There had been little military resistance. An entire generation of British youth had been erased on the killing fields of France. Their fathers and uncles—and even some of their mothers and sisters—were stranded on the Continent, swiping ineffectually at the enemy’s backside, or languishing in POW camps, while the systematic extermination of Europe’s Jewish population went on unchecked. The refugee children, hiding behind Oxford’s walls, were being orphaned day by day.
The door opened again, and Owen Barfield stood there, a slender silhouette against the dreary light of a rainy English afternoon.
“The King has surrendered,” he whispered. “Hitler has landed.”
A silence fell on the group. Lewis gripped Tolkien’s shoulder. Williams took off his spectacles and wiped his eyes, then clutched at his stomach as he was racked by a spasm of pain. Barfield crossed the flagstone floor and folded himself up in a chair beside them. At last Williams looked up, cleared his throat, and spoke strange lines in his Cockney accent:
          “There on the waves a headless Emperor walked
          coped in a foul indecent crimson; octopods
          round him stretched giant tentacles and crawled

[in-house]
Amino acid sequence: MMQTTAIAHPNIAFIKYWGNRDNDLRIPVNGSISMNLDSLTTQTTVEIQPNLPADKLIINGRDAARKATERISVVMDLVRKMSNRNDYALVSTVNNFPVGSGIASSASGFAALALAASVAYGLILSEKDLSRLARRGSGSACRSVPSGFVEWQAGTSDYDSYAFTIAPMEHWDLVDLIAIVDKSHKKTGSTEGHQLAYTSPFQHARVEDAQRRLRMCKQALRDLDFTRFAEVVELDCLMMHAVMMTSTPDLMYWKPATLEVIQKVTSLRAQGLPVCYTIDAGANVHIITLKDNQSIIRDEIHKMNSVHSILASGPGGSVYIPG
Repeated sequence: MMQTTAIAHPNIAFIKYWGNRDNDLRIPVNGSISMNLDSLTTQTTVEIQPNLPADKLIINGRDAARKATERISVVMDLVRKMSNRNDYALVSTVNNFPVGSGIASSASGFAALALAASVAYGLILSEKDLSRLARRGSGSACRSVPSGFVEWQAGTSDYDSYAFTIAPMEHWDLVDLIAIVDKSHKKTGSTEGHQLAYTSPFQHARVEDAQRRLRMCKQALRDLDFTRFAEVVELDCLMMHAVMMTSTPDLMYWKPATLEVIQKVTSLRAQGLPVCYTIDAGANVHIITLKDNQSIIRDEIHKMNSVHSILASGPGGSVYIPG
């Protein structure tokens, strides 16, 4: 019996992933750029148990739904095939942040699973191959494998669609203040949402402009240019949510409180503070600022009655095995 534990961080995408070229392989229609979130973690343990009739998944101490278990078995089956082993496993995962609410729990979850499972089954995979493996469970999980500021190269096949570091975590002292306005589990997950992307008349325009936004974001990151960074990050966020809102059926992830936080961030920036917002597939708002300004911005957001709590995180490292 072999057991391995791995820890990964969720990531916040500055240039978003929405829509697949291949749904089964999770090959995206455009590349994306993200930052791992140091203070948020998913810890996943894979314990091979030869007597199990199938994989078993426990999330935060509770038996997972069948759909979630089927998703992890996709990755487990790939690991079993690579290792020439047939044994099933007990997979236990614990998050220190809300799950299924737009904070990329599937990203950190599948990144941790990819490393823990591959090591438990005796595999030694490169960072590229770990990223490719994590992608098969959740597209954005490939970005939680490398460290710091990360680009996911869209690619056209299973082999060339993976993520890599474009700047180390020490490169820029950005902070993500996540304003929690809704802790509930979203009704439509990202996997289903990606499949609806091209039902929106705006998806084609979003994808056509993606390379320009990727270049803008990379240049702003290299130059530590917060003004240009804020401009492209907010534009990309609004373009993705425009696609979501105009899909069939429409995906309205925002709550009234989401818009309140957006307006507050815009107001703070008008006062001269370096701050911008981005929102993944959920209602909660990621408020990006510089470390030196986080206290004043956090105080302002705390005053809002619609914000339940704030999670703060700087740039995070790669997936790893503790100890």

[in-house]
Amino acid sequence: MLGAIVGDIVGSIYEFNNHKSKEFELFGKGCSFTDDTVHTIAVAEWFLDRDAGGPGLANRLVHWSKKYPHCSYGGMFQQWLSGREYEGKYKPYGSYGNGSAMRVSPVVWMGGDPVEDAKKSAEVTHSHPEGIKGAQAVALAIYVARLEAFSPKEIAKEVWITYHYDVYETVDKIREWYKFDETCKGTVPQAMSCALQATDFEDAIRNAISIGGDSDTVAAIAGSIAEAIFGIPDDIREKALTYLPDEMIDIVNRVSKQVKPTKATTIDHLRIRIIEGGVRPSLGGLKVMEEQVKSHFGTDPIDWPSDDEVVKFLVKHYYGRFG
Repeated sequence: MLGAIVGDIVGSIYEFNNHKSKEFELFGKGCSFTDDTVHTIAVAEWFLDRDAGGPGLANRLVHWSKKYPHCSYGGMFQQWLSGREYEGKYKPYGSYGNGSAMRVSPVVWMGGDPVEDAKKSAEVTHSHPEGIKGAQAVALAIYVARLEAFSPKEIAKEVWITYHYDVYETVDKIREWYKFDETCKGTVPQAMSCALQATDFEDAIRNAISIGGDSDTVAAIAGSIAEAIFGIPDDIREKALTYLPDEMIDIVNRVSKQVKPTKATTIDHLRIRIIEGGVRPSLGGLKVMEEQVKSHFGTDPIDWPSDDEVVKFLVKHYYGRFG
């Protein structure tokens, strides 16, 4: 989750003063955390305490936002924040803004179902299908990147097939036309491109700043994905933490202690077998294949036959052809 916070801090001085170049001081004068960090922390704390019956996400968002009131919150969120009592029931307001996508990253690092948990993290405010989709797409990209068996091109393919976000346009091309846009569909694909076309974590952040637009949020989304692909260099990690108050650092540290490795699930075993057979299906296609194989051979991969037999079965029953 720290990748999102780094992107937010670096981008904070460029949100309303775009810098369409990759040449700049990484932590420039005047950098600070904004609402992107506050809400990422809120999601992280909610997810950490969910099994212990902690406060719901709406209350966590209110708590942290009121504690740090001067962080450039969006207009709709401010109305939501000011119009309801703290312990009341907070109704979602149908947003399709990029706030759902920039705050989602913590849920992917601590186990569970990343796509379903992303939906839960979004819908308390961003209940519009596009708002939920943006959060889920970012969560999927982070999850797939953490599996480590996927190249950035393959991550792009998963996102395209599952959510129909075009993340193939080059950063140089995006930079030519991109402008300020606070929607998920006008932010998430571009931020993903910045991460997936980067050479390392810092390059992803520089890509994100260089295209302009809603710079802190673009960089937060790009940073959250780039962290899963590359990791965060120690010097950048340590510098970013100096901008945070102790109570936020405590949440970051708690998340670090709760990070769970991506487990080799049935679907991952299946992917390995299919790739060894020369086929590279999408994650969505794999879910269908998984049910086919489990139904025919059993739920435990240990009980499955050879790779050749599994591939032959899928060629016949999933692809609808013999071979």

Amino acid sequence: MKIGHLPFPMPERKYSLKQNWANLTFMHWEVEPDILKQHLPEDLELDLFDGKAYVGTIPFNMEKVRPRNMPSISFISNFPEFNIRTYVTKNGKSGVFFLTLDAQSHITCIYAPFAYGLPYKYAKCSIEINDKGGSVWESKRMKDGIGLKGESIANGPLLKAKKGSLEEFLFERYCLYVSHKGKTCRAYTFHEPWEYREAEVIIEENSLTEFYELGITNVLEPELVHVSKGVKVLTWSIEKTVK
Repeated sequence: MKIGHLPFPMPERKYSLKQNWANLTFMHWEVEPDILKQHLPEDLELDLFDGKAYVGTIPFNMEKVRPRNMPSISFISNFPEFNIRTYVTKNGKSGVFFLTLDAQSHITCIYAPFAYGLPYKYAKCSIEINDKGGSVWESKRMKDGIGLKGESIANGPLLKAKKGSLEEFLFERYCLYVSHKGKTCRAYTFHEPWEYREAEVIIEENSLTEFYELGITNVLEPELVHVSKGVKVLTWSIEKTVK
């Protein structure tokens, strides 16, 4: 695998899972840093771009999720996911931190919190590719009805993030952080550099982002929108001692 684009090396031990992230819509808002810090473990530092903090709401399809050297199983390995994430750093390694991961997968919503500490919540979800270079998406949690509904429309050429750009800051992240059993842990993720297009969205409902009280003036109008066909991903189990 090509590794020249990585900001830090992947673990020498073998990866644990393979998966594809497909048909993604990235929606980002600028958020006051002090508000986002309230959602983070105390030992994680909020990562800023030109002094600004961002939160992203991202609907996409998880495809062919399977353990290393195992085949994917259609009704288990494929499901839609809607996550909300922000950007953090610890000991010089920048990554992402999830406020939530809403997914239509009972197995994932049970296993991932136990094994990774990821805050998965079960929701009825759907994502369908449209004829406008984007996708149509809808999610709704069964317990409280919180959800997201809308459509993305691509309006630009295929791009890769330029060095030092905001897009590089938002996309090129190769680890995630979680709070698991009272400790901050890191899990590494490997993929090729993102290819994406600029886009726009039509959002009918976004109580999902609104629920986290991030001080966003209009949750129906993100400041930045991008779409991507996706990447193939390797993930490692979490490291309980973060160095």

heavily on the slimy surface of the tangled sea,
          goggling with lidless eyes at the coast of the Empire.”
“But in your myth, Williams, the Empire rallies,” said Lewis. “The young pope prays, and the invaders are defeated on Christmas day. Surely in this Easter season—”
His strong voice trailed away.
“And in yours, John Ronald,” Barfield said to Tolkien, “the tyrant will go down into defeat, conquered by the little people at last, will he not?”
“He will. On the Feast of the Annunciation,” Tolkien mumbled. “Which is also the last day of Creation. But that is only one small victory in the whole history of the legendarium. Sauron is the servant of Melkor or Morgoth, and—”
Lewis interrupted him.
“Let’s not go into your whole convoluted history of Middle-earth just now, Tollers. We’ll never get back out to real history, which is looking bleak enough right now without adding the fading of the Elves to it.”
Tolkien nodded.
“But you see,” he said. “I am a Christian. I believe we are fighting the long defeat. I do not look for hope in this world.”
“All the peoples await the Parousia,” Williams muttered, “and even your elves look forward to a victory at the end of all times.”
(to be continued)

The Long Defeat (2) by Sorina Higgins (@Oddest_Inkling)

 (2) Man in the Moon himself came down…